A senior U.S. official for east Asia and Pacific says the United States wants to build a strong and enduring presence in the region.
Assistant Secretary of State Kurt Campbell told an audience in Washington Tuesday that the U.S. government will work with Asian countries to improve education, health, and the well being of their people.
He noted that southeast Asia has made significant progress in the past decade, and that the 10-nation ASEAN group has developed into a strong institution. He praised ASEAN's role in tackling arms proliferation, Burma's human rights record and regional maritime security.
Campbell said the United States has forged good relations with the new Philippine government and that it has made what he called "important progress" in strategic bilateral relations with Vietnam. However, he said Vietnam's domestic issues remain an obstacle to building closer ties. He did not elaborate, but in the past, U.S. officials have often criticized the communist authorities for harassing dissidents and religious figures.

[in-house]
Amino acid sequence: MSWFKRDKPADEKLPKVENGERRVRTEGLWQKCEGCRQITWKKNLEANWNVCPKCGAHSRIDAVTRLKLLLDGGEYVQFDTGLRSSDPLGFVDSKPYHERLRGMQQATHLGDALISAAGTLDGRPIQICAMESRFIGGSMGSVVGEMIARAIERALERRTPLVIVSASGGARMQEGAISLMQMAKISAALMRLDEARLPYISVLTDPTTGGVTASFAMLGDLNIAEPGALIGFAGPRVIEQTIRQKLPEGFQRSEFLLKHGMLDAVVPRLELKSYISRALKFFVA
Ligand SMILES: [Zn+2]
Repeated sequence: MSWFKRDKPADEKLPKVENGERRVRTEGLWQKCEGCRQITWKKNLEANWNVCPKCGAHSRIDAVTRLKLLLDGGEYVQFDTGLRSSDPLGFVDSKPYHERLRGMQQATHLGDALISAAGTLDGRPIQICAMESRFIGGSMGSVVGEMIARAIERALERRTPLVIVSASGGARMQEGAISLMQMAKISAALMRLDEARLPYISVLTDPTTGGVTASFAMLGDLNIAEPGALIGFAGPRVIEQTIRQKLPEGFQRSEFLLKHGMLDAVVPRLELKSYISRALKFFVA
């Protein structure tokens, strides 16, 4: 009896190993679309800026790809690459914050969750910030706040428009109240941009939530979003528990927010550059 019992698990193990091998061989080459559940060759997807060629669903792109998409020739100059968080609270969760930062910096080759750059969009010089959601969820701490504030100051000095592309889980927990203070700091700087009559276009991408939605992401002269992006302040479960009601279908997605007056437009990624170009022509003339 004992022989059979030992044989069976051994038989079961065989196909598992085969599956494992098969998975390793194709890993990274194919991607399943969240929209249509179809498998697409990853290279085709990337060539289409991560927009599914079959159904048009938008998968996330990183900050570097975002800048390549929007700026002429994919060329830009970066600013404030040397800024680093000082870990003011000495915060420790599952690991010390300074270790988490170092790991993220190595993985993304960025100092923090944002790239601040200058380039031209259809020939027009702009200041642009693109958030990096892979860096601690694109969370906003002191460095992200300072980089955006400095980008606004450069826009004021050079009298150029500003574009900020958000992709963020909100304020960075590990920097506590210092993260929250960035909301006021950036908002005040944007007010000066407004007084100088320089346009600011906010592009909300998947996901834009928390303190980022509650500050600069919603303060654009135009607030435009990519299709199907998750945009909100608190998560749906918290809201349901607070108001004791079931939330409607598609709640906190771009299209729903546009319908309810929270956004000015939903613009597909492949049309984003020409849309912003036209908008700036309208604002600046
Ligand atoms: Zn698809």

Campbell said the United States wants a more "consequential" engagement with Thailand ahead of the country's important general elections, set for July 3. He also expressed hope that Thailand and Cambodia will keep peace on their shared border.
The U.S. official stressed that Washington is not in competition for regional dominance with China, but rather seeks its cooperation toward solving shared problems.
Campbell also said Washington is prepared for a dialogue with Burma's new government, providing it gets "appropriate" signs form Burma. But he said until the new Burmese government makes progress toward building a democratic society, the U.S. sanctions against Burma and a policy of pressure on its government will remain in place.
Campbell said, meanwhile, the United States is engaged in talks with opposition leader Aung San Suu Kyi and leaders of ethnic and other groups in Burma.